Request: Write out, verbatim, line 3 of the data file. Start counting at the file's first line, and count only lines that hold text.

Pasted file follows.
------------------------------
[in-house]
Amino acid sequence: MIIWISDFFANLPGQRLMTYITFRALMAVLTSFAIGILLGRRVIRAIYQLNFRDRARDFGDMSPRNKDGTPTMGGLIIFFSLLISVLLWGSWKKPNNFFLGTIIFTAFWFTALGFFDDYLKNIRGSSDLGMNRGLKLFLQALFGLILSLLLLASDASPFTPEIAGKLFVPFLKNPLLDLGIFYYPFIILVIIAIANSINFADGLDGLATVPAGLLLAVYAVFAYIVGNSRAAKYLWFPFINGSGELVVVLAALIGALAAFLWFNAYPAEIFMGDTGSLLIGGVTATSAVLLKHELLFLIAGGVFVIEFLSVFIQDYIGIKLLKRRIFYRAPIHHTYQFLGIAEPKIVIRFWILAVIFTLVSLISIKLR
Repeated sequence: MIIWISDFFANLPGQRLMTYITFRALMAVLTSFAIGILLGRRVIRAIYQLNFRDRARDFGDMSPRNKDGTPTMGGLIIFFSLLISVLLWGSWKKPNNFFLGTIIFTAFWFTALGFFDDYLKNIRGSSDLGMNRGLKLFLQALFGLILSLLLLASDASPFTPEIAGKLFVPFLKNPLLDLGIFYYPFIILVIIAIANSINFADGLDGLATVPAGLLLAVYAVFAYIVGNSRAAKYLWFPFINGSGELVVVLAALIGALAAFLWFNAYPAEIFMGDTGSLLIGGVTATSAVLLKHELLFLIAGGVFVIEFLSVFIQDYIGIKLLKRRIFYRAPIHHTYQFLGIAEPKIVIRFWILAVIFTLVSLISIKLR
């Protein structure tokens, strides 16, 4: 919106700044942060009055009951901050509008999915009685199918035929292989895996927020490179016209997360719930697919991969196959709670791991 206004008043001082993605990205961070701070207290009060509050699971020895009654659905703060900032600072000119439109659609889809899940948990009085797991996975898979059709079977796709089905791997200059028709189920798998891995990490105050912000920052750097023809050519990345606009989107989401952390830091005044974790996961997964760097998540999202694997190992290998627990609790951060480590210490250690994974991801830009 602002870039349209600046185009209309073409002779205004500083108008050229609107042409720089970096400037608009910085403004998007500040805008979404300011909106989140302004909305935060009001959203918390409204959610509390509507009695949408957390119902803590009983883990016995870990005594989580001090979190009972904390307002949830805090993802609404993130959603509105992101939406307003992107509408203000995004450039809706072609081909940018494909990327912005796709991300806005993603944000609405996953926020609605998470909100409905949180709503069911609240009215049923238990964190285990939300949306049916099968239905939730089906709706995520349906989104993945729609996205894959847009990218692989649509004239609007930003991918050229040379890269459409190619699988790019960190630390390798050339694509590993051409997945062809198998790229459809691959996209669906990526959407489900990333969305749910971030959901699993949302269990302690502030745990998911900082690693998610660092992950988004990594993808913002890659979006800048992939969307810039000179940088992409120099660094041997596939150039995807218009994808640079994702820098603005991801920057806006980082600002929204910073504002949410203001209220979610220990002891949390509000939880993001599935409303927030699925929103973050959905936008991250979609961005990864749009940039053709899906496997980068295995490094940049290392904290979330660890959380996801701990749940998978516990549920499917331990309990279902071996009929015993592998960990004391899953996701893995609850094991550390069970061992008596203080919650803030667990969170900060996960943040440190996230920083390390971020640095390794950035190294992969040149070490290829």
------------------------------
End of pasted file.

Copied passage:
Repeated sequence: MIIWISDFFANLPGQRLMTYITFRALMAVLTSFAIGILLGRRVIRAIYQLNFRDRARDFGDMSPRNKDGTPTMGGLIIFFSLLISVLLWGSWKKPNNFFLGTIIFTAFWFTALGFFDDYLKNIRGSSDLGMNRGLKLFLQALFGLILSLLLLASDASPFTPEIAGKLFVPFLKNPLLDLGIFYYPFIILVIIAIANSINFADGLDGLATVPAGLLLAVYAVFAYIVGNSRAAKYLWFPFINGSGELVVVLAALIGALAAFLWFNAYPAEIFMGDTGSLLIGGVTATSAVLLKHELLFLIAGGVFVIEFLSVFIQDYIGIKLLKRRIFYRAPIHHTYQFLGIAEPKIVIRFWILAVIFTLVSLISIKLR